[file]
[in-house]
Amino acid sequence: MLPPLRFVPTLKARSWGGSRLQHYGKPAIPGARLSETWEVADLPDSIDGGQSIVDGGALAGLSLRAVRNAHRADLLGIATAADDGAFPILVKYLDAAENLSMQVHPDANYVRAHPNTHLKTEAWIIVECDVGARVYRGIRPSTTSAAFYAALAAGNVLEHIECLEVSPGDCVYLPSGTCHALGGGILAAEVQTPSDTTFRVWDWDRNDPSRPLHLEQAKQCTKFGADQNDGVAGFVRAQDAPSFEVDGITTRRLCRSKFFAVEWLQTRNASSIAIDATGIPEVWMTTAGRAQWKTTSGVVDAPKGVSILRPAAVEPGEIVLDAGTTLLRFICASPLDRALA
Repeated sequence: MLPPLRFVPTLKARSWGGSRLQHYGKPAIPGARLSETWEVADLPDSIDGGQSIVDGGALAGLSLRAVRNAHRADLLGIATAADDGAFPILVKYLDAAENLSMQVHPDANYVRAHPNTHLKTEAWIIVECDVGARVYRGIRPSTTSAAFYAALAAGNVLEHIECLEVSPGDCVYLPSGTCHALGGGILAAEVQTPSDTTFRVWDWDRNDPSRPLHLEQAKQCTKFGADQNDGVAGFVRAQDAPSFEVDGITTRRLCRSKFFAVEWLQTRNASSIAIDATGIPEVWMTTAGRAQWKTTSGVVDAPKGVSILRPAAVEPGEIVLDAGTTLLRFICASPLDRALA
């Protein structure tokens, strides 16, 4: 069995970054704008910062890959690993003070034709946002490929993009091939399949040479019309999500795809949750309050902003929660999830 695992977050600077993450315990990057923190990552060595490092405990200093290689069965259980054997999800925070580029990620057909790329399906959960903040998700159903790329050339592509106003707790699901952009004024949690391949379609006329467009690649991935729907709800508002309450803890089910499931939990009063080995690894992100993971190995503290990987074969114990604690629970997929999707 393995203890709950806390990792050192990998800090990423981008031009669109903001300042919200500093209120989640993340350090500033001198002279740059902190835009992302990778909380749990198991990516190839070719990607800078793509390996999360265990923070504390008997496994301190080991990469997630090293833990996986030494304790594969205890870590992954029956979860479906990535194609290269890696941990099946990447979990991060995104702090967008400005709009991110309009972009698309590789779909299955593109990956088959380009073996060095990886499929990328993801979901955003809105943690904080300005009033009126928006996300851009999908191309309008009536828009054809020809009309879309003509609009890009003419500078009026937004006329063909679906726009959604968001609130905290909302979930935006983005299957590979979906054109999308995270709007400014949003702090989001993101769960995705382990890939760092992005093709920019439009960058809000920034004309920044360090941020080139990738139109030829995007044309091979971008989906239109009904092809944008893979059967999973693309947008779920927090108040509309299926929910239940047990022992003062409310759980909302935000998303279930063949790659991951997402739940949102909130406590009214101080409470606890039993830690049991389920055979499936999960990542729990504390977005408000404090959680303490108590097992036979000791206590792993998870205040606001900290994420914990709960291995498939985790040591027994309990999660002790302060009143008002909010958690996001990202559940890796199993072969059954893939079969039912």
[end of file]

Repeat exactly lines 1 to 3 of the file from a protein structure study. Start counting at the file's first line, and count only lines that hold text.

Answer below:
[in-house]
Amino acid sequence: MLPPLRFVPTLKARSWGGSRLQHYGKPAIPGARLSETWEVADLPDSIDGGQSIVDGGALAGLSLRAVRNAHRADLLGIATAADDGAFPILVKYLDAAENLSMQVHPDANYVRAHPNTHLKTEAWIIVECDVGARVYRGIRPSTTSAAFYAALAAGNVLEHIECLEVSPGDCVYLPSGTCHALGGGILAAEVQTPSDTTFRVWDWDRNDPSRPLHLEQAKQCTKFGADQNDGVAGFVRAQDAPSFEVDGITTRRLCRSKFFAVEWLQTRNASSIAIDATGIPEVWMTTAGRAQWKTTSGVVDAPKGVSILRPAAVEPGEIVLDAGTTLLRFICASPLDRALA
Repeated sequence: MLPPLRFVPTLKARSWGGSRLQHYGKPAIPGARLSETWEVADLPDSIDGGQSIVDGGALAGLSLRAVRNAHRADLLGIATAADDGAFPILVKYLDAAENLSMQVHPDANYVRAHPNTHLKTEAWIIVECDVGARVYRGIRPSTTSAAFYAALAAGNVLEHIECLEVSPGDCVYLPSGTCHALGGGILAAEVQTPSDTTFRVWDWDRNDPSRPLHLEQAKQCTKFGADQNDGVAGFVRAQDAPSFEVDGITTRRLCRSKFFAVEWLQTRNASSIAIDATGIPEVWMTTAGRAQWKTTSGVVDAPKGVSILRPAAVEPGEIVLDAGTTLLRFICASPLDRALA